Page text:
As the eyasses become increasingly curious about the world out there...
... nervous nest watchers worry as they see the eyasses move closer to the edge of the nest.
Experienced Franklin Institute nest watchers have lived through this twice already, and know that the eyasses manage to stay safe. I asked John Blakeman why this is, and he shared this fascinating information:
But very infrequently, the little eyass backs up too close to the edge of the nest, and simply falls out backwards, all in the good attempt to direct its slicings away from the nest. Frankly, I’ve never encountered this, but it has been reported. I think that when an eyass falls from the nest during slicing, it may have some neuromuscular difficulties. It happens, but rather rarely. We needn’t concern ourselves with it.
But things are a bit different in true falcons. Falcons don’t slice, they “mute.” Falcons are unable to powerfully project their feces (called “mutes”). Instead, a defecating (“muting”) falcon merely drops her mutes beneath her. This has significant results at falcon aeries [nests], which are almost always on a ledge or cliff.
The eyasses still take long naps, sometimes spread out ....
... and sometimes in a cosy clump.
When they are awake, they are on full alert. Here, the tiercel (dad) has just flown off the nest, and they are intently watching him as he flies across the Parkway.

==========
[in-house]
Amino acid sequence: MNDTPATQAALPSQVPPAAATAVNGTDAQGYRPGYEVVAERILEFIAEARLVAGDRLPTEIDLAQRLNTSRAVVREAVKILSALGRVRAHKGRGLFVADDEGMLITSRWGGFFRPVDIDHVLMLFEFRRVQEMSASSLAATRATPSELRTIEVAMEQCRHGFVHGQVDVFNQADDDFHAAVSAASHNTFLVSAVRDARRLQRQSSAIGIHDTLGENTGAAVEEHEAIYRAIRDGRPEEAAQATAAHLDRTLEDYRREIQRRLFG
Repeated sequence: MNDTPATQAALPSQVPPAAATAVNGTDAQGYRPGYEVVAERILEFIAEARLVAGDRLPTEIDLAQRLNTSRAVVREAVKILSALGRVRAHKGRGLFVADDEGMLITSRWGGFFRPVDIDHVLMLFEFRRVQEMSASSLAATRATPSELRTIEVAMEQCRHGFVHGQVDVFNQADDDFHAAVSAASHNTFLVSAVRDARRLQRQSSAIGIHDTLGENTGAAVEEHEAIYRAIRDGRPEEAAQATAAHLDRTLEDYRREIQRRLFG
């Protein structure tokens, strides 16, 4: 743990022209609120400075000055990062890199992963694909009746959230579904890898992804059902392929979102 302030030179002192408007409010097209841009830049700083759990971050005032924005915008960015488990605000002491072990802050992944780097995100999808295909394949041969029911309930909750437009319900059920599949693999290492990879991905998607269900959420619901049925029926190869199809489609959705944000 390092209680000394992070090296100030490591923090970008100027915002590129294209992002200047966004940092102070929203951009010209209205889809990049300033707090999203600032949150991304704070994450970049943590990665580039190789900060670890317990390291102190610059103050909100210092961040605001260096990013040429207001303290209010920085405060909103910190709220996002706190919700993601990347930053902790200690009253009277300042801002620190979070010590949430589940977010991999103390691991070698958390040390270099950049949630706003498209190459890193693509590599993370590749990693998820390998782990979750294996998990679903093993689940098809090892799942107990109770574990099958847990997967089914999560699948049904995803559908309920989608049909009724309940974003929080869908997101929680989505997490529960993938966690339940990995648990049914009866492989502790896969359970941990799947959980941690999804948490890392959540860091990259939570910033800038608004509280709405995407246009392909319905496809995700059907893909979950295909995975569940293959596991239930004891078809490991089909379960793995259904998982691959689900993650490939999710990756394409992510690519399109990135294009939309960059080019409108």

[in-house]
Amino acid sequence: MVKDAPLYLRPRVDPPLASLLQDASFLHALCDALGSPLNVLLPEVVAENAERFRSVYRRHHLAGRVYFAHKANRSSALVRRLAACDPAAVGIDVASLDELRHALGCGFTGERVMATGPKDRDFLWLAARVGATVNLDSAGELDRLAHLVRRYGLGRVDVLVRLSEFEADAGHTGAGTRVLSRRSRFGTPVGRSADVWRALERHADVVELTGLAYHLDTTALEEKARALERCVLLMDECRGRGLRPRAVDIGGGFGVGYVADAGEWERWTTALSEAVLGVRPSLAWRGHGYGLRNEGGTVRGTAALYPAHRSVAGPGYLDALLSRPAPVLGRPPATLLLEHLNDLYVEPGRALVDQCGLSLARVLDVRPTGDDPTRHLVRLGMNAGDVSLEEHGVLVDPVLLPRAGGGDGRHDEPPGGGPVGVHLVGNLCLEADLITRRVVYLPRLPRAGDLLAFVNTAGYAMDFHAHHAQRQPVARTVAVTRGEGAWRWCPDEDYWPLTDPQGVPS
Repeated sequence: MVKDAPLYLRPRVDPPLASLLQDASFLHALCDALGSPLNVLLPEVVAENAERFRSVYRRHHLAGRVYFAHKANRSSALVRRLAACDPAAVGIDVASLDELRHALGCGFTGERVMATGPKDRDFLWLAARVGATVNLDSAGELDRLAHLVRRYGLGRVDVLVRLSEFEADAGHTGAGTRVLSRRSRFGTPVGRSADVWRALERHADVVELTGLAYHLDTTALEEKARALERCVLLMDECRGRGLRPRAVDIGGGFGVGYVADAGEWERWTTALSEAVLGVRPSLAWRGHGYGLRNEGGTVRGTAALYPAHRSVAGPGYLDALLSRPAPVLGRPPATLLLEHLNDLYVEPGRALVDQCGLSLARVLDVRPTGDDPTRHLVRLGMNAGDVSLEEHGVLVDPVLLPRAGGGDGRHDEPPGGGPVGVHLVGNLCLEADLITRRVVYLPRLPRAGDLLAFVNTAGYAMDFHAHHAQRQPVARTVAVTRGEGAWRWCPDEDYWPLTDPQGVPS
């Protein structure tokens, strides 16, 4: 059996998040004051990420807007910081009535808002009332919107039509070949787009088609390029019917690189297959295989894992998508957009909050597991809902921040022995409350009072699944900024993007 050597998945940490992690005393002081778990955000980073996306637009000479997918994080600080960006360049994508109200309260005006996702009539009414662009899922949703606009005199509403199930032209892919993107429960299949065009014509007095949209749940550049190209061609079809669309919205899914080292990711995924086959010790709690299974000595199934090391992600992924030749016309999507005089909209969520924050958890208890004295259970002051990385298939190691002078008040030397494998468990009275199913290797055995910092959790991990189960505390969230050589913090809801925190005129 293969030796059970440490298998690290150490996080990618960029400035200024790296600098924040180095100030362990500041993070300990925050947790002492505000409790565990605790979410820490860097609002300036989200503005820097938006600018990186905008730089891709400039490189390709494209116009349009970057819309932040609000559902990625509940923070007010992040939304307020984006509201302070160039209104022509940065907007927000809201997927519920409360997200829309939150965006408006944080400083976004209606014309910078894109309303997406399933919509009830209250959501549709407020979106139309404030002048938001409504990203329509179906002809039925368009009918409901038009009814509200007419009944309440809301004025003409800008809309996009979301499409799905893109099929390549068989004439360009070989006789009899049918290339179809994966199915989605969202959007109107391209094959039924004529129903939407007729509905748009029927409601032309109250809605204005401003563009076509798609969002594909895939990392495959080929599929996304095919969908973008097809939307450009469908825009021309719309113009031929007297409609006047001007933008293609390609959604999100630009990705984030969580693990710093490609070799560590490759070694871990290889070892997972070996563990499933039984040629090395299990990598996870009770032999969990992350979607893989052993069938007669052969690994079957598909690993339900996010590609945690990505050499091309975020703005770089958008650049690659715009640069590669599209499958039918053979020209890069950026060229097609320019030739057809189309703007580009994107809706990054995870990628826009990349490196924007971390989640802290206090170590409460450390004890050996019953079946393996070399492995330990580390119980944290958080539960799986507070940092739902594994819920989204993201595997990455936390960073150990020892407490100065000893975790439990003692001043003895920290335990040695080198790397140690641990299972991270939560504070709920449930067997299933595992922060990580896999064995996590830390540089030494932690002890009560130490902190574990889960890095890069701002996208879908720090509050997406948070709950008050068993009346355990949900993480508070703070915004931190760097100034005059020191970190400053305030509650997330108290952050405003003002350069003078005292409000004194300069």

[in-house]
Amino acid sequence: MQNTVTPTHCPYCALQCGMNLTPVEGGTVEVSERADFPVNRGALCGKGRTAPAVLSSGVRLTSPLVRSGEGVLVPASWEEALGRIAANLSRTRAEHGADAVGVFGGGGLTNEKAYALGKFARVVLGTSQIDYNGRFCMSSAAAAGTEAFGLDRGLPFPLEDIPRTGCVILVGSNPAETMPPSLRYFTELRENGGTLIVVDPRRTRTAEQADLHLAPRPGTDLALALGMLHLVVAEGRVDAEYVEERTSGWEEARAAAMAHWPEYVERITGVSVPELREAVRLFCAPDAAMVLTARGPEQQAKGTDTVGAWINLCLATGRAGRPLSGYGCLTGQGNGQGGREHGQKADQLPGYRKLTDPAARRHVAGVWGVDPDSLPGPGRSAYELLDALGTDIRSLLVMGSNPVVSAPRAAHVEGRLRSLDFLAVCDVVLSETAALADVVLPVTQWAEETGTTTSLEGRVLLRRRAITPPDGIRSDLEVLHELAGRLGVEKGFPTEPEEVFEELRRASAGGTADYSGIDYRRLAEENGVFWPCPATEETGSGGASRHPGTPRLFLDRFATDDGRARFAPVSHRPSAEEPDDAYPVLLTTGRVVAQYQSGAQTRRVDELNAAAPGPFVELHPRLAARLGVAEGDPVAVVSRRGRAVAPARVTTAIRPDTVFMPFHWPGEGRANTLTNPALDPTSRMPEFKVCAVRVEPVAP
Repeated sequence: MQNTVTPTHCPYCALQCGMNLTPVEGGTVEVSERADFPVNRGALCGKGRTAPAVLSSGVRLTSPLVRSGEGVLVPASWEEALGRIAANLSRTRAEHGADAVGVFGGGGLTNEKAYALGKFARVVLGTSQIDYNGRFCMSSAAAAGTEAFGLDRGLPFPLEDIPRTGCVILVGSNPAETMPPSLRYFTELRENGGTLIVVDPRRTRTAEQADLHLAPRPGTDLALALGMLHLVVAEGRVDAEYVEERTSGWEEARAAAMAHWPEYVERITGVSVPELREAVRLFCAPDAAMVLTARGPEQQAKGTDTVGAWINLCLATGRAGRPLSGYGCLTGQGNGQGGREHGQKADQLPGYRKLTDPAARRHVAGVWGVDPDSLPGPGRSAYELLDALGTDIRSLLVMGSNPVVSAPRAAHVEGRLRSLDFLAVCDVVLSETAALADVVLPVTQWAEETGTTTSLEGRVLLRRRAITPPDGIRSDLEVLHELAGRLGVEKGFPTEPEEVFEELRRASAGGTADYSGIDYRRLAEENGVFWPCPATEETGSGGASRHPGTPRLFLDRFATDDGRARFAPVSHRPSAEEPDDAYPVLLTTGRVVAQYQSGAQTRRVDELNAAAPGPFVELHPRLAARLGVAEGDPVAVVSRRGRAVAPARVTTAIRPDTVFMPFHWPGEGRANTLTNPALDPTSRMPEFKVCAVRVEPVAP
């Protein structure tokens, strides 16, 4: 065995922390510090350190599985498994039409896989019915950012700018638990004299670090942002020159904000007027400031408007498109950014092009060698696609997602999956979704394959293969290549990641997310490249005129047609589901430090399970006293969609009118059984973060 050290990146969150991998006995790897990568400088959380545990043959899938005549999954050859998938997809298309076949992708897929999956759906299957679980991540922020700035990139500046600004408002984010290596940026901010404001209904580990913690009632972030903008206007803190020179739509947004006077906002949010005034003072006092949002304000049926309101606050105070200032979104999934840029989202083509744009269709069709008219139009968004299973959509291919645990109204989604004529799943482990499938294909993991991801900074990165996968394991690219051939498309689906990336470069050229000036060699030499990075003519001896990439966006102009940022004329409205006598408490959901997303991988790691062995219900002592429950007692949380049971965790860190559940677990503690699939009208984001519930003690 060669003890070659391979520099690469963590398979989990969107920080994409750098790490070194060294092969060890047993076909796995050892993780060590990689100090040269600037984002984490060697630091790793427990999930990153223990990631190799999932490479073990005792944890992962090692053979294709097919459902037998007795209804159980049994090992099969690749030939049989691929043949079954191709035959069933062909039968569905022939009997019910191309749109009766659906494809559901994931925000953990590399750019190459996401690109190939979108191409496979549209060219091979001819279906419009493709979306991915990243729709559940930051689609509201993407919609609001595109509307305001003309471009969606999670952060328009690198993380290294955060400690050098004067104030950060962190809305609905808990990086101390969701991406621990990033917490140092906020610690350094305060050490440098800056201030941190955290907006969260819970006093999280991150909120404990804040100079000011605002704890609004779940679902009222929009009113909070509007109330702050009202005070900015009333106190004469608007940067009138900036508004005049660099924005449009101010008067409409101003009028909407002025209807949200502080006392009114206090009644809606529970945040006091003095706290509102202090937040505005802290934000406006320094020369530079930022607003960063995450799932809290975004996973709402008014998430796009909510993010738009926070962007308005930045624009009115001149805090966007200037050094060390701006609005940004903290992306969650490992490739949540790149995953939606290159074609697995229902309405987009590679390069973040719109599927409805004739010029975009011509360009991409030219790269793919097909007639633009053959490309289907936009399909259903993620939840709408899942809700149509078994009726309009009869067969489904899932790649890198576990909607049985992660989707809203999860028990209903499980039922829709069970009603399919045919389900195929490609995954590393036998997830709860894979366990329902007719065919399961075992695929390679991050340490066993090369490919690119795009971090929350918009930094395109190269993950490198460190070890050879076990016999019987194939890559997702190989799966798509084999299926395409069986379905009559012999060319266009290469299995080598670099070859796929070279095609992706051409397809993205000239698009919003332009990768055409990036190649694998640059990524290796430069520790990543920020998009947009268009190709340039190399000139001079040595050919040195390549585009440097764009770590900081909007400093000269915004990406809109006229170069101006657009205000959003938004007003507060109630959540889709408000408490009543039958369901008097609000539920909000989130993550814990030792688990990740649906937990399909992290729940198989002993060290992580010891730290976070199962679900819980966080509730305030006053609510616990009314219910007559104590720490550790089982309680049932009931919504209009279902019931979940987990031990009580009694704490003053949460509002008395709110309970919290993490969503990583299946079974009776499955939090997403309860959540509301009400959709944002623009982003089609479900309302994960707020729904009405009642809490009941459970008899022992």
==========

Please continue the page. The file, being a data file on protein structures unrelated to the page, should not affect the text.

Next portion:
She sees everything, and here she is keeping a very close watch on a passing dog walker. You can see how huge the eyasses' feet are. They have to keep them arranged out in front so as not to tangle in the nest sticks!
The formel is a very intimidating bird up close. I was glad the window glass is thick.....
The eyasses' wing feathers are starting to grow through their fluff...
... and the characteristic chestnut and black banded tail feathers are apparent. The red tail feathers do not appear for the first two years.
That bobblehead has a serious beak! Their eyes are currently jet black, but by the time the eyasses fledge from the nest, their eyes will be a lovely gold in color. The eyes turn back to black when they are mature hawks. Golden eyes are a clear indication of an immature hawk.
The eyasses line up nicely while mom picks off tasty morsels for them...
... and there is no squabbling as she feeds each one.
After eating, they settle down for the afternoon, but it is not long before this eyass decides to play tug-o-war with a rat carcass, yanking on its tail.
They are intensely curious about what is going on behind the window, showing no fear whatsoever.
The tiercel flew in and joined the family for a quick visit. He is noticeably smaller than his mate, and though he is a stone-cold killer, he has a gentler face than the formel.
He brought a nestling - looked like a young robin - pulled it apart, and enthusiastically fed the eyasses.
The nest now has three year's worth of sticks and towers above the wooden frame that the Franklin Institute installed after the haggards' first few attempts at a nest kept blowing off the ledge.
And so ends another great week for the eyasses and their parents. Let's fasten our seat belts and have the valium on hand for when they start hopping and "catching air" and heading out to the ledge!